His mother, nee Ann Cookson, was the daughter of a linen draper in Penrith. His father, John Wordsworth, was a lawyer, prospering as business agent of Sir James Lowther. In their comfortable home at Cockermouth John and Ann brought up five children: Richard, who became an attorney and managed the poet’s finances; William and Dorothy, who are our chief present concern; John, who went to sea and died in a shipwreck; and Christopher, who became a scholar and rose to be master of Trinity College, Cambridge. For reasons now forgotten William was not baptized till after the birth of Dorothy a year after him, in 1771; brother and sister were christened on the same day, as if to sanction and bless their lifelong love.
Dorothy, more than any of his brothers, became William’s childhood friend. She shared his fascination with the varied nature that surrounded them. He was keen and sensitive, she was more so, quicker to catch the forms and colors of the vegetation, the moods and exhalations of the trees, the lazy wanderings of the clouds, the moon benignly shedding silver on the lakes. “She gave me eyes, she gave me ears,” the poet was to say of his sister. She tamed his hunting impulses to chase and kill; she insisted that he should never hurt any living thing.1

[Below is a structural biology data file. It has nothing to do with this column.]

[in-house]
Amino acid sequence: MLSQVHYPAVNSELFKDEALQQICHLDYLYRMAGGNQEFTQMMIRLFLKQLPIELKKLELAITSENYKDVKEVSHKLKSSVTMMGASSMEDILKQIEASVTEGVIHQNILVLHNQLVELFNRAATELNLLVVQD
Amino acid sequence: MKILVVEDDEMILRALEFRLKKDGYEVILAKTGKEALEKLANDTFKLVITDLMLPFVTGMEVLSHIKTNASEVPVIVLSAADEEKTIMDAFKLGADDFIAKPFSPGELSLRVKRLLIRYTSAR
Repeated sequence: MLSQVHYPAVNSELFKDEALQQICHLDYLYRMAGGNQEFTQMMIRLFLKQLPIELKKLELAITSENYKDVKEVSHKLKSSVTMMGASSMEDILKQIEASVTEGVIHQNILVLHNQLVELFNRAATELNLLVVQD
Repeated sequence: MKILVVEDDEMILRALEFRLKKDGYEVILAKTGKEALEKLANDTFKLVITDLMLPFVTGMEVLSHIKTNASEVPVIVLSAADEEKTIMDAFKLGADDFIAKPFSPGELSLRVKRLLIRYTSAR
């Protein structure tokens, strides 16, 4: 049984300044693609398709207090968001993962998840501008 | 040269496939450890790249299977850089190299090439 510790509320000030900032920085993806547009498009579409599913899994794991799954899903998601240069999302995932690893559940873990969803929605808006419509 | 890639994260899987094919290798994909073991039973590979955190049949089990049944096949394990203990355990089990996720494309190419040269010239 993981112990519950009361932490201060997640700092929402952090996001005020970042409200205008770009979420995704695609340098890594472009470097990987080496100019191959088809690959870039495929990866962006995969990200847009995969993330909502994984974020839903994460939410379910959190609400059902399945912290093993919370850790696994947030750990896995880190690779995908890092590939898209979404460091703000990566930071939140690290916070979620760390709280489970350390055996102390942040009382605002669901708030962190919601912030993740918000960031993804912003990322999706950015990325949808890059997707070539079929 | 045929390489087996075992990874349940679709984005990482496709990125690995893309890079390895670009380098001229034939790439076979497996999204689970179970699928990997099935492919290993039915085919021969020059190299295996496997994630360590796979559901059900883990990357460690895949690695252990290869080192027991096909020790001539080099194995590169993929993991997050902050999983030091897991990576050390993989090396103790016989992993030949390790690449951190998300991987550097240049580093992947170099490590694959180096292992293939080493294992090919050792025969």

When she was seven they bore the bereavement of their mother’s death. Their father, stunned, refused to take another wife; he buried himself in his work, and sent his children to live with relatives. Dorothy went off to an aunt in Halifax in Yorkshire, and could now see William only on his vacations. He was sent in 1779 to a good school at Hawkshead, near Lake Windermere; there he studied the Greek and Latin classics, and began, as he said, to “spin verses.”